Cannabis is a complicated business, subject to the same economic principles as any other industry, yet
distinguished by the unique qualities of the product. For those who grow it with care and intention, the plant
will always be more than just a commodity. Most American farmers are in the business of mass production;
with cash crops like corn, tobacco, and soybeans there is rarely much thought beyond maximizing yield. But
for top tier cannabis farmers, cultivation involves a more individualized consciousness. Needs vary from
plant to plant, and there are endless variables to tinker with. Cultivators train themselves to look for the
subtlest warning signs of nutrient deficiencies or the onset of mold. They must take the time to connect to
For Rebel Spirit co-founder Chris Bechler, the company’s go-to guy for all matters botanical, reverence for
cannabis is intrinsic to the cultivation process. The dedication required is obvious to anyone who’s heard
him describe different Rebel Spirit strains—when it comes to his cannabis babies, Bechler wears his heart
on his sleeve. The specificity of his knowledge is almost overwhelming, but his passion for cultivation down
to its most intricate details is infectious. He defies anyone in the industry to show him a better strain of Jack
Herrer than the Rebel Spirit-grown phenotype, and he speaks of Oregon Growers Cup two-time winner
Gooble Gobble with the satisfaction of a father at his child’s graduation. The light in his eyes when he
passes you a Rebel Spirit preroll makes you long for a world where everything you bought came from
someone who put this much of themselves in the final product.
Keeping things transactional can be just as difficult for those on the consumer side of things. I’ve known
smokers to accept a joint when it's passed to them like they’re taking a sacrament. The billowing exhale of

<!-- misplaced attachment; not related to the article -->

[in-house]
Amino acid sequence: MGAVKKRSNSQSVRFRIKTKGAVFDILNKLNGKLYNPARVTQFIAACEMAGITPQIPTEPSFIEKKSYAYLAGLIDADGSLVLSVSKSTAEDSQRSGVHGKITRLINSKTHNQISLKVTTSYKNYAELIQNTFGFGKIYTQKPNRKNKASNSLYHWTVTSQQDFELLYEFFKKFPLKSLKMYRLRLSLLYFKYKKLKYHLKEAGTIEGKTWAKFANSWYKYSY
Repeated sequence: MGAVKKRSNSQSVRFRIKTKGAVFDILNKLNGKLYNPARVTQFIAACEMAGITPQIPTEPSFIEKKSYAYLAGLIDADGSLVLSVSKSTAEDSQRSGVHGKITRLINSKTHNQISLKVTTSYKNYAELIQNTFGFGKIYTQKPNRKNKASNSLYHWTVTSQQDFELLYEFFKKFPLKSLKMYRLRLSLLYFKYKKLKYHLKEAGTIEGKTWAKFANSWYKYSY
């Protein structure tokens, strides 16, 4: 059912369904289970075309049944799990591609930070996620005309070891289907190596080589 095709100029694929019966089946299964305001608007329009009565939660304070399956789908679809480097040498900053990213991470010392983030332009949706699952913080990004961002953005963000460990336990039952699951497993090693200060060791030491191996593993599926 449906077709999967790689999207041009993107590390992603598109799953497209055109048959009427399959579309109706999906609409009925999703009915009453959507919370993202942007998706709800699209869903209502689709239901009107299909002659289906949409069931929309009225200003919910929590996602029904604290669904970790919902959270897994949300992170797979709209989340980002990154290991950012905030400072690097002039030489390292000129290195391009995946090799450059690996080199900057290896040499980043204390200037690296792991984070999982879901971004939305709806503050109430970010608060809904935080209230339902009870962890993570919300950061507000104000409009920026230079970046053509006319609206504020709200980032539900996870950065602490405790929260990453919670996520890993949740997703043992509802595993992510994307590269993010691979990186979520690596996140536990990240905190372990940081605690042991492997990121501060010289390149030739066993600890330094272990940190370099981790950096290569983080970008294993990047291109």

smoke can make a hallowed place of any smoking circle. Just the act of rolling is a rite in and of itself. I’ve
known cannabis aficionados with palettes as fine as a sommelier whose joints are true masterpieces.
They’ll carefully select nuggets from the jar and work the grinder for just the right consistency. Then they
gently layer the finely ground flower into its bed of rolling paper, and after one deft twist of the fingers you
are presented with a smokeable work of art.
But you don’t have to be a pro to appreciate the extent to which cannabis is unlike any other product.
Passing a joint around is a ritual of hospitality, a way to build bridges, and a single joint can mean
something different to everyone who comes into contact with it. Be it medicine for the afflicted, a sweet
release after a long day of work, or a new way of seeing a sticky situation—whatever the connection
between person and plant, the relationship is bound to be an intimate one.
As the cannabis industry develops, producers and consumers alike must guard against the encroachment
of a mass production mentality while we care for an interspecies relationship that is as ancient as it is
sacred. Industrialization tends to break production into parts. The efficiency of the assembly line comes with
an ever-growing distance between people and product. By the time most items reach a consumer, they
have no sense of how it got there or whose hands have been on it. Cannabis can be a welcome corrective
to this modern predicament. For thousands of years, it has offered entry into a network of conscious
interconnection. Today, Rebel Spirit’s high-quality cannabis continues that tradition by bringing growers and
consumers into community with one another and feeding the cycles that make life worth living.
Communion with the plant is always at the forefront of Rebel Spirit—our architecture is built around the
networks of care that cannabis needs. From living soil to living wages, every dollar spent at Rebel Spirit
generates a symbiotic ecosystem between plants and people. The process begins with our stewardship of
the land—our beautiful patch of tree-lined meadow in the heart of the Willamette Valley. We keep our
biodiverse soil rich in nutrients so that nourishment is passed along to our plants, who offer it in turn to our
customers. By supporting our product, consumers support our farm family in doing the work we love.
By Holly Devon, Staff Writer